The overall point of the article is that later start times are healthy and beneficial, but it will be awhile before they are possible. In the beginning of the article, Weissman states, “The American Academy of Pediatrics has joined a chorus that’s been growing louder for years: The school day should start later for teenagersbecause they aren’t wired to go to bed early — and they need their sleep.The AAP says this is a public-health issue: Sleep-deprived teenagers are more likely to crash cars, get depressed, and become obese. Also, they may not do as well in school. However, early start times aren't going away quickly, and probably won't, because of the costs.” This quote from source two explains Weissman’s opinion on later school start times for high schoolers. Look at how much positive information he gives on the subject.
Intervention should start as early as possible, like when parents begin to notice their child is not developing as expected and they voice these concerns. A common response is “they will grow out of it or we will just wait and see”. But, the longer the wait the more difficulties the child and family will have. The earlier a problem is identified, the earlier intervention can begin, which leads to the likelihood of the child learning the skills they need to communicate, engage in social interactions and manage behaviors. Research shows that children who receive early intervention services are more likely to have improved long-term outcomes.
Head Start programs bring and excellent pattern to close the gaps between children from social-economic differences from those of low social-economic background. Familiarizing children with academic skills in indispensable for most children, the average children needs practice to understand and apply what they learn, for this reason Head Start contributes greatly with young learners. In both articles, research has found advances in children learning, but under the national standers testing does not reveal the expected improvement. Children who are read before Head Start are able to recognize symbols as numbers and letters, furthermore they are able to develop reading and mathematical skills during kindergarten. In personal experience, with my oldest daughter we used to read to her five times a week, my wife has been a Montessori methodology teacher for over 27 years and a regular teacher for 24 years when my oldest daughter was in Head Start (Casa de Ninos) she had a vocabulary over 300 words according to the test apply
A child is classed as being in Early Years education from the beginning of the term after their third birthday up until they reach compulsory school age. Compulsory school age starts the term after their fifth birthday. For the English school system the Foundation Curriculum covers the ages of 3 to 5 beginning in nursery and cumulating in the reception class. The Early Years Foundation Stage was revised in September 2012 and then again in 2014 where they set out a standard framework “The Early Years Foundation Stage (EYFS) sets standards for learning, development and care of children from birth to 5 years old….It gives all professionals a set of common principles and commitments to deliver quality early education and childcare experiences
Should schools start earlier or later? “Should School Start Later” by Jane Bianchi, “Should Students Start School Later in the Morning” by ABC News, and “Wake Up Call” by Sarah McKibben each question if schools should start later. I think that schools should not start school later. “Should School Start Later?” by Jane Bianchi relates to the focus because it shows reasons if starting school later is a smart idea. One reason school should not start later is because it can interfere with some teens’ part-time jobs and after school activities such as clubs and sports.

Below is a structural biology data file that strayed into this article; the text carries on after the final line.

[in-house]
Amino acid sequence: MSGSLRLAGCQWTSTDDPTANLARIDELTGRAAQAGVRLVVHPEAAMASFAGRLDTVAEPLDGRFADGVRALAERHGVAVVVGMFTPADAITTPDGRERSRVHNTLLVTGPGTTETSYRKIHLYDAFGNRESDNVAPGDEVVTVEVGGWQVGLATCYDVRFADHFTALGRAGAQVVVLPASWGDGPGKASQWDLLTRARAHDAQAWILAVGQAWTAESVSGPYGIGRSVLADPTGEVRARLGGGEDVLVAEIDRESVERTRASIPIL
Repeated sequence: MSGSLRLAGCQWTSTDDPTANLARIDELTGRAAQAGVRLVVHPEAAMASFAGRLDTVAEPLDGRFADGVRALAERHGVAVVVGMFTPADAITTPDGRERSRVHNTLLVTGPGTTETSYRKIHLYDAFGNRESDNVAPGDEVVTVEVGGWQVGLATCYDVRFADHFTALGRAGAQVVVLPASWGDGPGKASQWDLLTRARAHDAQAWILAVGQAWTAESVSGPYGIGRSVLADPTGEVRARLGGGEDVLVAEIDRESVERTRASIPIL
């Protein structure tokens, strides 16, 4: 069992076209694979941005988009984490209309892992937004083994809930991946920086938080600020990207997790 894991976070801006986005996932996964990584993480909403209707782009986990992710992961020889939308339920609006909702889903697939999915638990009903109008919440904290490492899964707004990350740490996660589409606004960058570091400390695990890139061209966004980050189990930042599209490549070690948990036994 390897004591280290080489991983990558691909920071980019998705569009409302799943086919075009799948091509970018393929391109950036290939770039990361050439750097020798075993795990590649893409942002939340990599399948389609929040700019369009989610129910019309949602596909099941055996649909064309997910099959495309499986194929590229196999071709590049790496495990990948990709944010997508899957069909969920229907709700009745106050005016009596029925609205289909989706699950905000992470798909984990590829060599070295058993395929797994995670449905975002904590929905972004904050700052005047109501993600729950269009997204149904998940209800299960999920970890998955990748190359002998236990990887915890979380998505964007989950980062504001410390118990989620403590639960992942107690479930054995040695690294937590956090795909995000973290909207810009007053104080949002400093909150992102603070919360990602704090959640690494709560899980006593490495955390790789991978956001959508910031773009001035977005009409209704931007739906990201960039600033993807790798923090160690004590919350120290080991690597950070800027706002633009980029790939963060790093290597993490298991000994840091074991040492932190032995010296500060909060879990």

If schools switch to a later start time students will have the chance to get more sleep. Studies have shown that getting more sleep will increase the participation and that could lead to better grades. There are other benefits of starting later including saving money and many other things. Schools should start school at a letter time because of the many benefits it will have like more focus, better emotional behavior, and overall better health. There is and has been a small debate over starting schools later.
The purpose of this proposal is to convince both the school and parents the benefits of a later school start time. First of all students who get more sleep tend to get better grades, have less depression, anxiety and have more focus and concentration. Students who get more sleep also have better health, impulse control, obedience issues, memory and even better attendance. I propose that school start times be pushed back to at least 8:30 or 9:00 in the morning. The main area I will be focusing on is behavior issues and how it effects student learning.
If school started later, you wouldn’t be as tired during your test.The average school start time is 8:00, but studies show most pediatricians recommend starting school no earlier than 8:30. (www.livescience.com) Starting school every day at 9:00 or later would have many benefits to your school life and overall health. Grades K-12 should start school no later than 9:00 am because this reduces the probability of health problems, lowers the risk of teen crashes, and improves students academic performance. Starting school later can improve your overall health and reduce the risk of any health problems now or in the near future. Starting